Using Function to return an array?



I want to parse a string into three parts. I'm considering three approaches:

1) Global variables with a Sub to fill the values.
2) Three separate functions, each returning one part of the parsed string.
3) A function to return a three-element array.

Of these three approaches, I think 3 is the most compact and easy to follow,
but what is eluding me is how do I get a Function to return an array? It
seems possible but I find no documentation on how to do this, and my approach
is failing. Don't get bogged down in the details of my Function. The key is
that I had hoped to populate the array via ParseMemoNumber(array element
number)= some operation...
What happens in practice is that as soon as the Function gets to the first
assignment, ParseMemoNumber(3) = Trim(Right(strMemoNumber,
Len(strMemoNumber) - LastDashPosition - 3))
it calls the function again i.e. it calls itself recursively. That won't do.

Don't spend a lot of time on this, the Function is easy enough to use the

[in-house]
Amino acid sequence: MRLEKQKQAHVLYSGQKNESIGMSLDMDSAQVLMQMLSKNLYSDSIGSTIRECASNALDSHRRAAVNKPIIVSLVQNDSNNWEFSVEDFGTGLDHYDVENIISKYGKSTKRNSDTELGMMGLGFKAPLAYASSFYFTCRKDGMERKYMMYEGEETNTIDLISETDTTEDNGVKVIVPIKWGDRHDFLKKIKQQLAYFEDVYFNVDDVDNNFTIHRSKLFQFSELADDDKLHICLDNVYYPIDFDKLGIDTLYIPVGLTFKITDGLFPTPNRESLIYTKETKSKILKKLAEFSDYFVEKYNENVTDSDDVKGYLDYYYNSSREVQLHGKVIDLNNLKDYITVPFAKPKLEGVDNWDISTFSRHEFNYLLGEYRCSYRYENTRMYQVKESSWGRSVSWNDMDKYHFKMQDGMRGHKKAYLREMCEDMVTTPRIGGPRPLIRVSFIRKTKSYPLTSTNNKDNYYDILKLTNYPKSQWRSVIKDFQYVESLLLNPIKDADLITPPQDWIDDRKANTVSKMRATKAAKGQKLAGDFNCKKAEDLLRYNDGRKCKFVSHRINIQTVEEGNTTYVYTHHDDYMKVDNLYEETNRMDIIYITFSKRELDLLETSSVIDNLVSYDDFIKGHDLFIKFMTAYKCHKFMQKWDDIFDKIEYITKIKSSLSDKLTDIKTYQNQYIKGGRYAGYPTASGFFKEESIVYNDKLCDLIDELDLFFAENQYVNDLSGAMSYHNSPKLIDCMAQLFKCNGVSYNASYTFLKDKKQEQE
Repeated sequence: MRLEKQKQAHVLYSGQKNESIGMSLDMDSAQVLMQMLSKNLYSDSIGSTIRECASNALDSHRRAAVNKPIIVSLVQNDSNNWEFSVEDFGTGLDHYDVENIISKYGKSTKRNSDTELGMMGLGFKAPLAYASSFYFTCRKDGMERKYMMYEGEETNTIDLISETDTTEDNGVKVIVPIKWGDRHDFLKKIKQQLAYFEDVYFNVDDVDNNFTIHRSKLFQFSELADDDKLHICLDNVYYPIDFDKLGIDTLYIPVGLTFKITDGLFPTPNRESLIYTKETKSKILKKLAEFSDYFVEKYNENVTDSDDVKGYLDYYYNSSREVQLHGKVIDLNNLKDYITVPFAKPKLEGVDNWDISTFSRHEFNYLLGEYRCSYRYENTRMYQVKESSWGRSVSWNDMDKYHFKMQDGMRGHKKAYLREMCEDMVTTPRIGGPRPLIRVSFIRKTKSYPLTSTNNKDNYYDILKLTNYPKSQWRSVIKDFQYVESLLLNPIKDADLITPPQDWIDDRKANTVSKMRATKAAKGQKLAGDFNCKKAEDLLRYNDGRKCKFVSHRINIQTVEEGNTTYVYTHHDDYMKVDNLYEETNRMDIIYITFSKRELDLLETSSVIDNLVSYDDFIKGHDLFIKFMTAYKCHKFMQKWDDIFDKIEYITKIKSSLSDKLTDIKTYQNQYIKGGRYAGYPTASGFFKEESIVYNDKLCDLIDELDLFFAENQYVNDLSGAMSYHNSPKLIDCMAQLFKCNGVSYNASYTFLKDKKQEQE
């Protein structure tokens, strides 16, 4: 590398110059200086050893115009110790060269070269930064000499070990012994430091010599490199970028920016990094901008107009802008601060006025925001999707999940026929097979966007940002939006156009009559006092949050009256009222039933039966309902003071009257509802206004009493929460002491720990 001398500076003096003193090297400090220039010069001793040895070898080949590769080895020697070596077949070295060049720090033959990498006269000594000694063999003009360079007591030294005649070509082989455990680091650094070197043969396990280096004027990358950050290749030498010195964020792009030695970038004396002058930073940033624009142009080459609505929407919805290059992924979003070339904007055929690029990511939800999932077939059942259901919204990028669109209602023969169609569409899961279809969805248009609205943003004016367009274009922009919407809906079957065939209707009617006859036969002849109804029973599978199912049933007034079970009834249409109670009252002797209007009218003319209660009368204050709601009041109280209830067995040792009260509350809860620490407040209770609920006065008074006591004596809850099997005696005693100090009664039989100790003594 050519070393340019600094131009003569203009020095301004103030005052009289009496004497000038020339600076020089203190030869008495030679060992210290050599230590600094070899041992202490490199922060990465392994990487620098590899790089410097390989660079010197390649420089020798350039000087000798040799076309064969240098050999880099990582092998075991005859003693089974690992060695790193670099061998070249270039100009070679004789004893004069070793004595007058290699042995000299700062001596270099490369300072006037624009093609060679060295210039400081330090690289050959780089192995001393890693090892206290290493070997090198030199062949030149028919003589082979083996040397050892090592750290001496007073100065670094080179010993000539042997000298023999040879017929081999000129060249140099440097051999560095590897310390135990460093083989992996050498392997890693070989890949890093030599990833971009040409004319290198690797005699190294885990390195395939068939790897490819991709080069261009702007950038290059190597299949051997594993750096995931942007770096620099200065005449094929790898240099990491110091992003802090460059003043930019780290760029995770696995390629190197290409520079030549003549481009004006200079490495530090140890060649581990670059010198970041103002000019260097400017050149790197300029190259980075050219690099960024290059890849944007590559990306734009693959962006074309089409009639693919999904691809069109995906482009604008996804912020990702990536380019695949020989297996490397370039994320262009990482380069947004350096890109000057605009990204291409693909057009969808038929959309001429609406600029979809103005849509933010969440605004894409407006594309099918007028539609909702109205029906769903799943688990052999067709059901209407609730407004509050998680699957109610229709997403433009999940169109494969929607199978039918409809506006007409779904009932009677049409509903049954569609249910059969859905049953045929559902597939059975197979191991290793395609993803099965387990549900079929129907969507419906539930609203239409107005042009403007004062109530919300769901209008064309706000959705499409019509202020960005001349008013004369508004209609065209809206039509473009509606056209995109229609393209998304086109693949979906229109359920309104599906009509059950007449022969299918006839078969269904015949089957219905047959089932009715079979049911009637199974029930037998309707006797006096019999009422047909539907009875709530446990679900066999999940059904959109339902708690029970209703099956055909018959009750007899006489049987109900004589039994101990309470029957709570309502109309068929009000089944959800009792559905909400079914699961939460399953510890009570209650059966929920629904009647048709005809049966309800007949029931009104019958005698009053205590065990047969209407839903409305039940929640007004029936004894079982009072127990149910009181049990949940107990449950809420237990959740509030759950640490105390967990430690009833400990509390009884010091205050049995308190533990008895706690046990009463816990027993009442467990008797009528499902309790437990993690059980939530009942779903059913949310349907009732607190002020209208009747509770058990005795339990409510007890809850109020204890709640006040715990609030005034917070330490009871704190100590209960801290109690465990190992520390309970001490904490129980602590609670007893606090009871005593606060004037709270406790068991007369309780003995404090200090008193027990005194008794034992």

other two approaches, but my preference is to use a single function. Perhaps
someone has a quick answer as to whether or not this is possible and if it
is, toss a sample over the fence. If its possible, this SHOULD be a
cakewalk, but it eludes me at the moment.
FYI: The Function should accept a string in the form of



Hi, LaTanya.

If you are using Access 2000 or later, the Split function will return an
array of substrings for you:

From Access Help topic:

Returns a zero-based, one-dimensional array containing a specified number of
Split(expression[, delimiter[, limit[, compare]]])



See for all your database needs.
See for Microsoft Access tips.

(Please remove ZERO_SPAM from my reply E-mail address, so that a message
will be forwarded to me.)

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Hi LaTanya,

The earlier post will likely be the easiest way to do what you want to do,
but just for general information, you can return an array from a function.
To do it, you define the function result as a variant. Within the function,
dimension an array variable as you normally would (with a different name than
the function), and fill the elements within the code. Then, at the end, you
set the function variable (name) equal to the array without using parenthesis
on either one. This sets the function variant equal to the entire array
variable that you filled in your code, and returns it to the calling

HTH, Ted Allen

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